Last week, the United States declared monkeypox a public health emergency in an effort to strengthen the US response to contain the outbreak.
The virus is still largely spread among gay and bisexual men, but experts say the disease could spread to other populations, especially because of a lack of vaccines. Monkeypox is transmitted by contact with pus-filled wounds and is rarely fatal.
Here’s the current situation with monkeypox and some other populations that US experts believe may be at risk:
Who has monkeypox now?
Last month, the World Health Organization declared monkeypox a global emergency. According to statistics, so far in 80 countries where the virus is not endemic, 26,500 cases of monkeypox have been registered.
According to a technical report from the Centers for Disease Control and Prevention (CDC), in the United States, 99.1% of monkeypox cases in the United States occur in individuals who were assigned male at birth. Among male patients, 99% reported having had sexual contact with other men.
About 38% of cases occurred among non-Hispanic white men. Another 26% were for black men and 32% for Hispanic men.
The pattern of sexual transmission in men is not typical. In Africa, where monkeypox has been circulating since the 1970s, 60% of cases occur in men and 40% in women.
One reason may be that the virus appears to be “transmitted very efficiently through anal intercourse and to some extent oral sex,” said Dr. Celine Gounder, an infectious disease epidemiologist.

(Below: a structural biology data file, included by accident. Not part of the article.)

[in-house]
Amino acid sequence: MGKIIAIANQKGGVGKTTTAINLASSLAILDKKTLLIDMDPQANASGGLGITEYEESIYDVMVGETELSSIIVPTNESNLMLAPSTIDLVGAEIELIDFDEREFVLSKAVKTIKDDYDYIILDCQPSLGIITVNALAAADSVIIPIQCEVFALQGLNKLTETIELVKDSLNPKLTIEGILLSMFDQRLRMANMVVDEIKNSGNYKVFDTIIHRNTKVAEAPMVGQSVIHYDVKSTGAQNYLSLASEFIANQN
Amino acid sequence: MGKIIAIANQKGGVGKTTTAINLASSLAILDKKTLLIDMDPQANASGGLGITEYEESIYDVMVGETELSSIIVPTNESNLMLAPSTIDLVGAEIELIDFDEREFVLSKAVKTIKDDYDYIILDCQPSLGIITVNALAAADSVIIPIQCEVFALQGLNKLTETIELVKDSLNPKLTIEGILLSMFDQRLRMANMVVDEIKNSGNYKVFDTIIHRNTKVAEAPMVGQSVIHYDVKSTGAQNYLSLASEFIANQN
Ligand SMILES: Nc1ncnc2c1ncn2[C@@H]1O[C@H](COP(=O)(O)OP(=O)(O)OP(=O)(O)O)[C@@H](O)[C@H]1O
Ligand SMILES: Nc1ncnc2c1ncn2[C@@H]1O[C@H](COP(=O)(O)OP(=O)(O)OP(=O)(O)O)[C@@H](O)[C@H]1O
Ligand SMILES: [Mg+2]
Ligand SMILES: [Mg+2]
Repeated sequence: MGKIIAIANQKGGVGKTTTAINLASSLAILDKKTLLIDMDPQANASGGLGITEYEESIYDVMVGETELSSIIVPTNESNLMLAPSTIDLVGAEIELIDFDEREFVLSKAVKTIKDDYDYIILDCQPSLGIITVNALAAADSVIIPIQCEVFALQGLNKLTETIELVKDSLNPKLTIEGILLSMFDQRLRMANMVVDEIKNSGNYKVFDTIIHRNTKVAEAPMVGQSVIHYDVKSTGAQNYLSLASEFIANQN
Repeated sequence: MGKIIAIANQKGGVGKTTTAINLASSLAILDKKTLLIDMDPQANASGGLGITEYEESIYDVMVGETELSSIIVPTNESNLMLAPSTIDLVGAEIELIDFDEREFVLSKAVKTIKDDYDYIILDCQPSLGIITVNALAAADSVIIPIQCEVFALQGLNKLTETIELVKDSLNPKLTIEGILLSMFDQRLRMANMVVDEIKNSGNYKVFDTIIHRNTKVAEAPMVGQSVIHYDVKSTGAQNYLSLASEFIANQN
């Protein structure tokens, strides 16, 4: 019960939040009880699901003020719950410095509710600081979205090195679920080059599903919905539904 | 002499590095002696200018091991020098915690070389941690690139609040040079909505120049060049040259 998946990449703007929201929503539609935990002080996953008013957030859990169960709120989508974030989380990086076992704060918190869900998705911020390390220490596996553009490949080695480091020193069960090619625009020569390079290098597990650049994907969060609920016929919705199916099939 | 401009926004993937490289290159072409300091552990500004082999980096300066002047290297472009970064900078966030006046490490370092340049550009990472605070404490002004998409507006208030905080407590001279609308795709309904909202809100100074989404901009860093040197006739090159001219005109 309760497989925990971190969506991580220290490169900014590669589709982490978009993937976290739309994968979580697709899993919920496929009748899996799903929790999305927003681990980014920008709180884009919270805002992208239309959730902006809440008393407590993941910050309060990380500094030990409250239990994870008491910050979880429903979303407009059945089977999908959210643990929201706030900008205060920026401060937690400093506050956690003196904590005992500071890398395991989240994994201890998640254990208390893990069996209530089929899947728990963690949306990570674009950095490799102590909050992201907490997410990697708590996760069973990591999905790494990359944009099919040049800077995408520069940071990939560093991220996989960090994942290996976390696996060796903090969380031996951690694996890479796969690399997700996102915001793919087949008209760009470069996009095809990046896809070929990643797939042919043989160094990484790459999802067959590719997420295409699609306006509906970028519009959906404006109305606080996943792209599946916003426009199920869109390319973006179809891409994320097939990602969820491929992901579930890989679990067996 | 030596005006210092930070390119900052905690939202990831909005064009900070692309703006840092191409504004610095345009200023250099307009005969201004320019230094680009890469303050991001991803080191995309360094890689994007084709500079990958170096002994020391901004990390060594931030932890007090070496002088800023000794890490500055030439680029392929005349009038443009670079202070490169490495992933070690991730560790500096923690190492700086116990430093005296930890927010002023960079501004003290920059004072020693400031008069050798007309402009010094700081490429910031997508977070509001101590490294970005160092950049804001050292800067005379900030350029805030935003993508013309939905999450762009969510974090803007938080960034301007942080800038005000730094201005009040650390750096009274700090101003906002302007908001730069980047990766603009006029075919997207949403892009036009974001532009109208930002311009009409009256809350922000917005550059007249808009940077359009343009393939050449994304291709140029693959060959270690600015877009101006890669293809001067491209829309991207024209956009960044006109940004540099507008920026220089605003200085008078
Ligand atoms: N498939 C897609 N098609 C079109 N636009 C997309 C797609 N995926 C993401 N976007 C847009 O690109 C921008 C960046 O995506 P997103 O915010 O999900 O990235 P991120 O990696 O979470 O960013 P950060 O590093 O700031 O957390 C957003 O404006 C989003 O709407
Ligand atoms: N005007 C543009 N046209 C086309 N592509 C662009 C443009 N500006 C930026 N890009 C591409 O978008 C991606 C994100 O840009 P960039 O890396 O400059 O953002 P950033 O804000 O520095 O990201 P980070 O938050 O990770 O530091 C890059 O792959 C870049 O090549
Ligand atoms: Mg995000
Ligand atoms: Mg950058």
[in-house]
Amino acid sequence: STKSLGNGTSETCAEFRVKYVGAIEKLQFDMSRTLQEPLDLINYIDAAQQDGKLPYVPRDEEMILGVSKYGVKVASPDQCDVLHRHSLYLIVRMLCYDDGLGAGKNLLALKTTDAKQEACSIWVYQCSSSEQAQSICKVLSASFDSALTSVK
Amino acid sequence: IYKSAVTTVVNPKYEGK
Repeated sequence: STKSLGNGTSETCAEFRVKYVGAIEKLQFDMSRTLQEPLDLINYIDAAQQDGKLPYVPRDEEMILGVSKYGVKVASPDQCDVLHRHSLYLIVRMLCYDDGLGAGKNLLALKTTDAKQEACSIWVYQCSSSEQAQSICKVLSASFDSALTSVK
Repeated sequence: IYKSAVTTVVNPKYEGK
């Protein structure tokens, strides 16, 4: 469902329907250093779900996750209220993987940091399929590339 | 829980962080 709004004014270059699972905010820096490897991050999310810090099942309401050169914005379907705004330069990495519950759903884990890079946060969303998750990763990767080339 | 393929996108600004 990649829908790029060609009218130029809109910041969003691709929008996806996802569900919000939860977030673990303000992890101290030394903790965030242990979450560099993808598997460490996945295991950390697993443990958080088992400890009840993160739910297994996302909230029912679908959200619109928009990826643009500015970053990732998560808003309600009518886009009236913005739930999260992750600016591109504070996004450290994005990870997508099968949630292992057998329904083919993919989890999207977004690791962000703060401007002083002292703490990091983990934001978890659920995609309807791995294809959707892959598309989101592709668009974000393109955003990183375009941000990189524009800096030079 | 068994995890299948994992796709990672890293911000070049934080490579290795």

Who else is at risk?
Although the current explosion of cases has occurred among men, experts say there is no biological reason why the virus will remain largely in the community of men who have sex with men.
“We know for sure that this will spread to family members and other non-male partners,” said Dr. Jay Varma, director of the Cornell Center for Pandemic Prevention and Response. He said the virus can also spread through massage parlors or spas.
He added that the real question is whether it spreads as effectively in these groups as it does among the close sexual networks of men who have sex with men. Experts point to how HIV spreads as a possible indicator of where the virus will go next.
“My biggest fear is that if we try to contain it, it will seep along the cracks in our social geography and go where HIV has gone, and it will go to communities of color in the rural South,” said Dr. Greg Gonsalves, an associate professor of the Department of Epidemiology at Yale University and a leading activist in the fight against HIV/AIDS.
These are places with limited infrastructure for testing, vaccines and treatment. Gunder is particularly concerned about infections among black women, who account for the largest share of new HIV infections in the United States and who already suffer much higher rates of maternal complications and deaths.
Who else might be at risk?
Other at-risk groups include college dormitories, health clubs, and sports teams. Gunder is aware of some sports leagues preparing for possible infections, noting that sports like wrestling involve close skin-to-skin contact.
According to the CDC, wrestling, football, rugby and other sports teams have had MRSA outbreaks in the past.
“I think it’s something we need to think about and be prepared for,” she said.
Employers may also need to start training. Grunder said some theaters in New York, for example, are considering protecting their workers from possible monkeypox infections through contact with shared costumes.
“We’re still at the beginning of this, but I’m happy to see that some are already thinking about it,” he added.